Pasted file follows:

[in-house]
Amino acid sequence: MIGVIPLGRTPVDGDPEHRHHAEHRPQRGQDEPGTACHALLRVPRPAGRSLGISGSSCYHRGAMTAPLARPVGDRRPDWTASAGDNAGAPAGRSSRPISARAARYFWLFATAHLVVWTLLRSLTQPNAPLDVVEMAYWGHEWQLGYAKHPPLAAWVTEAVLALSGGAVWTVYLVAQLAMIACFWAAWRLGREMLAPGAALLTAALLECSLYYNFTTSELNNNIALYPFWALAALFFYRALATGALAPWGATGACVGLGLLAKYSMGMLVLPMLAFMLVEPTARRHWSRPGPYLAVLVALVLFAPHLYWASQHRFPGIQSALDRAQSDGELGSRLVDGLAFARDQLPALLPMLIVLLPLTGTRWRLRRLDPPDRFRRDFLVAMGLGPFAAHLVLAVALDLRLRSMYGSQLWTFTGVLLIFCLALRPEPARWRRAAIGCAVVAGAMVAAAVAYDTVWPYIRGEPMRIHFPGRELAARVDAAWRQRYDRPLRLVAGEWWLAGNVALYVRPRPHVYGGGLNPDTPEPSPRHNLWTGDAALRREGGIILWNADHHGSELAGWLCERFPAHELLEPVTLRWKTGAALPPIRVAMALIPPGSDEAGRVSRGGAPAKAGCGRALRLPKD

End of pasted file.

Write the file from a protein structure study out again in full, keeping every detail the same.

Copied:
[in-house]
Amino acid sequence: MIGVIPLGRTPVDGDPEHRHHAEHRPQRGQDEPGTACHALLRVPRPAGRSLGISGSSCYHRGAMTAPLARPVGDRRPDWTASAGDNAGAPAGRSSRPISARAARYFWLFATAHLVVWTLLRSLTQPNAPLDVVEMAYWGHEWQLGYAKHPPLAAWVTEAVLALSGGAVWTVYLVAQLAMIACFWAAWRLGREMLAPGAALLTAALLECSLYYNFTTSELNNNIALYPFWALAALFFYRALATGALAPWGATGACVGLGLLAKYSMGMLVLPMLAFMLVEPTARRHWSRPGPYLAVLVALVLFAPHLYWASQHRFPGIQSALDRAQSDGELGSRLVDGLAFARDQLPALLPMLIVLLPLTGTRWRLRRLDPPDRFRRDFLVAMGLGPFAAHLVLAVALDLRLRSMYGSQLWTFTGVLLIFCLALRPEPARWRRAAIGCAVVAGAMVAAAVAYDTVWPYIRGEPMRIHFPGRELAARVDAAWRQRYDRPLRLVAGEWWLAGNVALYVRPRPHVYGGGLNPDTPEPSPRHNLWTGDAALRREGGIILWNADHHGSELAGWLCERFPAHELLEPVTLRWKTGAALPPIRVAMALIPPGSDEAGRVSRGGAPAKAGCGRALRLPKD